In accordance with another important aspect of the invention, conductivity measuring means comprises a conductivity circuit means having a pair of input terminals and means for establishing a flow path of the coating material where the input port and the output port of the flow path are electrically connected to one of the input terminals and an intermediate point along the flow path insulated from the input port and the output port is electrically connected to other of the input terminals. In the preferred embodiment of the invention, the flow path comprises a first conductive block means having a pair of passageways forming the input port and the output port of the flow path and a second conductive block forming a flow path therethrough with one end of the flow path connected to the input port by a first insulated conduit and the other end of the flow path through the second conductive block connected to the output port of the first conductive block by a second insulated conduit.
In accordance with another important aspect of the invention, the apparatus comprises means for applying the coating material to the substrate and means for drying the material on the substrate at an elevated temperature. Means are coupled to the second circuit means for controlling the application of the coating material to the substrate in response to the signal representing the thickness of the coating material.
FIG. 1 is a schematic diagram of a circuit embodying the invention;
FIG. 2 is an enlarged sectional view of the measuring electrodes of the circuit shown in FIG. 1 in contact with a coated substrate;
FIG. 3 is the equivalent circuit of the coated substrate shown in FIG. 2 as it appears at the measuring electrodes;
FIG. 4 is an enlarged partially sectioned view of the conductivity measuring apparatus which is shown in schematic form in FIG. 1;
FIG. 4a is a fragmentary enlarged view of the section shown in FIG. 4; and
FIG. 5 is a pictorial representation of a system for controlling the thickness of the coating applied to a substrate.
In accordance with this invention, the thickness of a wet conductive coating 10 applied to an insulating substrate 12 as shown in FIG. 2 is determined by measuring the impedance or admittance between a pair of flat or planar electrodes 14 and 16 which are in close proximity or contact with the surface of the substrate 12 opposite the surface on which the coating 10 is applied. An equivalent circuit of the impedance or admittance between the electrodes 14 and 16 is shown in FIG. 3 wherein a capacitor C1 represents the capacitive coupling through the substrate 12 between the coating 10 and the electrode 14 while a capacitor C2 represents the capacitive coupling through the substrate 12 from the electrode 16 to the coating 10. The conductance of the coating 10 is represented by a resistor having a conductance G = Ga .sup.. t .sup.. K1 where Ga is the conductivity of the coating material, t is the thickness of the coating material and K1 is a proportionality constant which is a function of the measuring geometry and particularly dependent upon the distance between the two electrodes 14 and 16. It will therefore be seen that a change in the overall conductance of the coating 10 as seen by the electrodes 14 and 16 will reflect a change in thickness and/or a change in the conductivity of the coating material which might result from a change in temperature.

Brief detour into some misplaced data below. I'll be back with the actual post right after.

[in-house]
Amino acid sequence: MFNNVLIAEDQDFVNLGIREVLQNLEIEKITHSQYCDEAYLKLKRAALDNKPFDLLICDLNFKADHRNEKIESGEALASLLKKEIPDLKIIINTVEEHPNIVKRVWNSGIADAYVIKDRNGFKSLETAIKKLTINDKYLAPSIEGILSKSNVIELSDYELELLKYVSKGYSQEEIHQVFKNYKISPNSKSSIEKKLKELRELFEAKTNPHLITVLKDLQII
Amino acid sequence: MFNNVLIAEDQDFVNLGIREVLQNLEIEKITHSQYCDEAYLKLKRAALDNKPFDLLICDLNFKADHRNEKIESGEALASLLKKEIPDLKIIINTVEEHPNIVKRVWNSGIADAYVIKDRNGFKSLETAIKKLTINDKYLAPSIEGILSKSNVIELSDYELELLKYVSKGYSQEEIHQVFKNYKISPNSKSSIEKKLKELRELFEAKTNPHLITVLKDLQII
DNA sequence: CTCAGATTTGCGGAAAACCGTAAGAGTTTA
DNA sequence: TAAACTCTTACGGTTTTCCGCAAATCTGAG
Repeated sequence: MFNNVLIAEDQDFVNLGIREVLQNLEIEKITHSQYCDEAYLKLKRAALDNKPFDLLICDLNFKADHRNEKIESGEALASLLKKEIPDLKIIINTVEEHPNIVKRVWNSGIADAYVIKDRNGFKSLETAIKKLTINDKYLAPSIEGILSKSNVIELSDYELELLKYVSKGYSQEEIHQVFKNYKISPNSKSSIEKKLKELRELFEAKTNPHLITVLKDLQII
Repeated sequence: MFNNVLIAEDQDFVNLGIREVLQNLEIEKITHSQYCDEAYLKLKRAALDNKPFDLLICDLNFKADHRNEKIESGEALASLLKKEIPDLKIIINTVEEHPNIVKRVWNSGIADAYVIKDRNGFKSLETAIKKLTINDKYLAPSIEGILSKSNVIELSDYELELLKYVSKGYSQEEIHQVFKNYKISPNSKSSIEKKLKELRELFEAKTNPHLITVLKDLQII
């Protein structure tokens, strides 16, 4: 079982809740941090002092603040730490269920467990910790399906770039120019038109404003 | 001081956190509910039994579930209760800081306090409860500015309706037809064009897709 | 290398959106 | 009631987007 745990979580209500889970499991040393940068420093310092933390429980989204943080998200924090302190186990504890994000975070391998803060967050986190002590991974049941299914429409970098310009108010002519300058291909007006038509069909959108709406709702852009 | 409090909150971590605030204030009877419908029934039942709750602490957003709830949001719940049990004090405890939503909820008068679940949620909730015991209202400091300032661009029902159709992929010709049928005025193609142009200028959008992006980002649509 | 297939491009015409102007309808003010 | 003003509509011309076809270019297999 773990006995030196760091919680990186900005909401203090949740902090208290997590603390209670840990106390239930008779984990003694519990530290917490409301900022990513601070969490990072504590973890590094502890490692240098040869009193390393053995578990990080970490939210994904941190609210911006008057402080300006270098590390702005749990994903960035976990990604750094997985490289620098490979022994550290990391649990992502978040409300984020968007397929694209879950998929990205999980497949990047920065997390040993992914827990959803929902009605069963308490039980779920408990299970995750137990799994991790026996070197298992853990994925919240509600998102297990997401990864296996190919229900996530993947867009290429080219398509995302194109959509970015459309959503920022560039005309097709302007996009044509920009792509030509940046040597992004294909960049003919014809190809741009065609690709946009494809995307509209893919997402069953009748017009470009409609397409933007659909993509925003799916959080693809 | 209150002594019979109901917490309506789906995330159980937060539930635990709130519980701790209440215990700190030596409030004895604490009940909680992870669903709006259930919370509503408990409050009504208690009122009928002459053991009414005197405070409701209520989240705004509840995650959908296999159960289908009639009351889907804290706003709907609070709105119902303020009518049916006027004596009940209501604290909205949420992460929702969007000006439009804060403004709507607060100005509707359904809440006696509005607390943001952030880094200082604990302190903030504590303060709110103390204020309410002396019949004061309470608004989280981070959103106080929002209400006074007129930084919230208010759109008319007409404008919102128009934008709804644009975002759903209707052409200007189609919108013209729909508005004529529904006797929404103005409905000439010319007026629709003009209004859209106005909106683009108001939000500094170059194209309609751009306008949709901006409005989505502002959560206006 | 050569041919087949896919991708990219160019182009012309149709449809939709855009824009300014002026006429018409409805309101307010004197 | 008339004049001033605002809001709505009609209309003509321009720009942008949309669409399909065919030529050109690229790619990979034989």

In order to confine the measurement made between the electrodes 14 and 16 to the overall conductance G, it is necessary to eliminate the capacitive coupling through the substrate 12 as represented by the capacitors C1 and C2 of FIG. 3. In this connection, the area of the electrodes 14 and 16 are made large and then only the conductive portion of the admittance between the electrodes 14 and 16 is measured. As long as the reactance of the capacitors C1 and C2 is much smaller than the resistance through the coating (the reciprocal of conductance), the conductance measured between the electrodes 14 and 16 will be essentially equal to the conductance G of the coating itself.
A circuit for converting the measurement of the conductance G into a measurement of the thickness t independent of the temperature of the coated substrate will now be described in detail with reference to the schematic circuit diagram of FIG. 1. The measurement of the conductance G between the electrodes 14 and 16 is made utilizing circuitry comprising an oscillator 18 which may generate a frequency of the order of 100 KHz., a buffer amplifier 20 coupled to the output of the oscillator 18 and a bridge transformer 22 having a primary 24 connected across the output of the buffer amplifier 20 and secondary 26.
One-half of the bridge output is applied across electrodes 14 and 16 in series with a small load resistor 28 which is sufficiently small so that the current flowing through the resistor 28 is determined only by the impedance between the electrodes 14 and 16. A resistor 30 is connected across the secondary 26 with a movable tap 32 which may be adjusted to pass a trimming current into the resistor 28 where the trimming current is of a phase and magnitude as required to balance any undesired currents which may flow between the electrodes 14 and 16.